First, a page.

Many career paths lead to forestry

April 25, 2012

A career in forestry can take many forms and paths, from business and financial management to marketing, transport and logistics, biotechnology and forest engineering.

This means that you could study for a wide variety of qualifications in science, technology, business, engineering or human resources, and still end up in the forestry industry. This is because the business of growing trees and producing timber for the market is a complex and varied activity which includes elements of many career disciplines.

Thus, it is possible to pursue a career in marketing, for instance, and end up in a forestry business selling timber, in which case it would be a good idea to find some specialist short courses offered by one of the higher education institutions to learn more about timber and wood products.

On the other hand, you might study forestry at Stellenbosch or NMMU, and end up in a forestry job where you are required to do financial planning, marketing or road and infrastructure planning, so you may need to acquire new skills.

Below are some of the career paths which are useful and relevant in a forestry business:

Biotechnology

Biotechnology is used to increase the productivity of commercial plantations, from the development of more productive, faster growing and better adapted trees to the application of enzyme technology in pulp and paper manufacture.

Forest simulation software

Computer science plays an important role in the management of forestry estates, helping foresters to simulate forest growth to determine expected wood harvests etc.

GIS and GPS

Geographic Information Systems is a computer-based tool for mapping and analysing geographic phenomenon, and events. This gives land managers access to large amounts of data and information that were impossible to access previously.

Geographical Positioning Systems enable foresters to plot location data (latitude, longitude, and altitude) for use in calculating timber volume, surveying timber plots and mapping roads and features in the forest. This data helps foresters to accurately manage modern plantations.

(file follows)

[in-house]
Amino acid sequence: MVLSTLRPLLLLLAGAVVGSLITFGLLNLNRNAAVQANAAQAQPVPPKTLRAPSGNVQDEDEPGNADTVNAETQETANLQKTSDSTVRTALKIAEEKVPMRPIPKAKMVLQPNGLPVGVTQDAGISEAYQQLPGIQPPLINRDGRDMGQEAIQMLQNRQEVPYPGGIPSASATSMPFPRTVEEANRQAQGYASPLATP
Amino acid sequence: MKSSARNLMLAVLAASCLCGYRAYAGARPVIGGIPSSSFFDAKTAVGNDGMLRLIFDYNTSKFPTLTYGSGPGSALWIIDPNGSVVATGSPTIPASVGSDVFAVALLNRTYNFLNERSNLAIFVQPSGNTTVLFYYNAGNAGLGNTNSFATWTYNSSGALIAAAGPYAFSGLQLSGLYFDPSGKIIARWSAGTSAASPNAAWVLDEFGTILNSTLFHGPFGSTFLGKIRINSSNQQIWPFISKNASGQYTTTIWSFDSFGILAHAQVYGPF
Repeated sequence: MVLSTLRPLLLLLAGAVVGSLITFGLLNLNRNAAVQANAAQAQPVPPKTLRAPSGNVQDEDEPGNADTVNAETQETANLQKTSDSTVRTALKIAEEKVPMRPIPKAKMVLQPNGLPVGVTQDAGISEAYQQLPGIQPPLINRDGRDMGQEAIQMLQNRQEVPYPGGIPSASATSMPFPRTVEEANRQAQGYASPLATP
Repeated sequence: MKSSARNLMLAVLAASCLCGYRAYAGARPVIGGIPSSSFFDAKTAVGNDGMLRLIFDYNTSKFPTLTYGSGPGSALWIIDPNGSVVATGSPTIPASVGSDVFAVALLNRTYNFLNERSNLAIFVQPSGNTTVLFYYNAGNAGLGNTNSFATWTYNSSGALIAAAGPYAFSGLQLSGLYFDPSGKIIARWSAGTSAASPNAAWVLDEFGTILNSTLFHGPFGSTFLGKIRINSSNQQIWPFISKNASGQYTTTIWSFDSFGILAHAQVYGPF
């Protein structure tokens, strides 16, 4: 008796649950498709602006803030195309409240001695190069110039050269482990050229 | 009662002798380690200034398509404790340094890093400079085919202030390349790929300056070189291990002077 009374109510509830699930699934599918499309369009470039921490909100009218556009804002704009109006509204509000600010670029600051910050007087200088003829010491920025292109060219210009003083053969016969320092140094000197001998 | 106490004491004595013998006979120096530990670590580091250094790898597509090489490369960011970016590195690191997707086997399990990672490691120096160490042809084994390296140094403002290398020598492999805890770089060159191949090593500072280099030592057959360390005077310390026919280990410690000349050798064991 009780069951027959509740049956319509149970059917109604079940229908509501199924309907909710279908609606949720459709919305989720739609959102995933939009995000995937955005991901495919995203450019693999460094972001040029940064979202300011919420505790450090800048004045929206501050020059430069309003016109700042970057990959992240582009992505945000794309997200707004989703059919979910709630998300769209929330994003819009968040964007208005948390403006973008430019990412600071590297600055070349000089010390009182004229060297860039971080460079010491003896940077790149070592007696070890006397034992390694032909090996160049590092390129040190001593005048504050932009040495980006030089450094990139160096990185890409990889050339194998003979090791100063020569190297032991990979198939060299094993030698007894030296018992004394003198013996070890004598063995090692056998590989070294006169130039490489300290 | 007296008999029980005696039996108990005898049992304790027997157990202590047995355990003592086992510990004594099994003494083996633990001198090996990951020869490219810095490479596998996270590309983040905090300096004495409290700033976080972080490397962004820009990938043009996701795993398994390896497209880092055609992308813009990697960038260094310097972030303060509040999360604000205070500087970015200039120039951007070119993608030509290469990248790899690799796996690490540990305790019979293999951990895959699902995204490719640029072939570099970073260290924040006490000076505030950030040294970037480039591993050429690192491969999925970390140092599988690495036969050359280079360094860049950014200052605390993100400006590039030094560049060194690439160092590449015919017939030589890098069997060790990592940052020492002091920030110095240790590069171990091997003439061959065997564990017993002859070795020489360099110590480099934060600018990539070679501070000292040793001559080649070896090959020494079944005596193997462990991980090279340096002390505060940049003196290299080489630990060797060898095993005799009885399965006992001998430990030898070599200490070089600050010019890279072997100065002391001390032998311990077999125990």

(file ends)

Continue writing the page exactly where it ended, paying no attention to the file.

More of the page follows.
Remote sensing

Remote sensing is a way to obtain information on forest biomass and stand conditions over large areas. Remote sensing utilises aerial photographs, satellite images, laser altimetry, and radar to check field situations and then calculate additional data by projecting the checked data to unmeasured data eg. tree sizes, drought, diseased timber, burnt areas, etc.

Forest engineering

Harvesting and processing trees (removing bark and branches, and cross-cutting to desired lengths) was traditionally done by hand with hand tools – but now big machines are being used to do the same jobs quicker and safer. As a result, a lot of engineers, mechanics and machine operators are employed in plantations.

Forest management

Managing forests is a complex business, requiring a wide range of financial, business, social and human resources-related skills.

Transport and logistics

The transporting of timber from plantation to mill is a huge part of the forestry business, requiring people with specialist fleet management and operational skills.

Environmentalist

The forestry industry places a strong emphasis on environmental considerations as forests must be sustainable and forestry operations must be done in accordance with international environmental standards.

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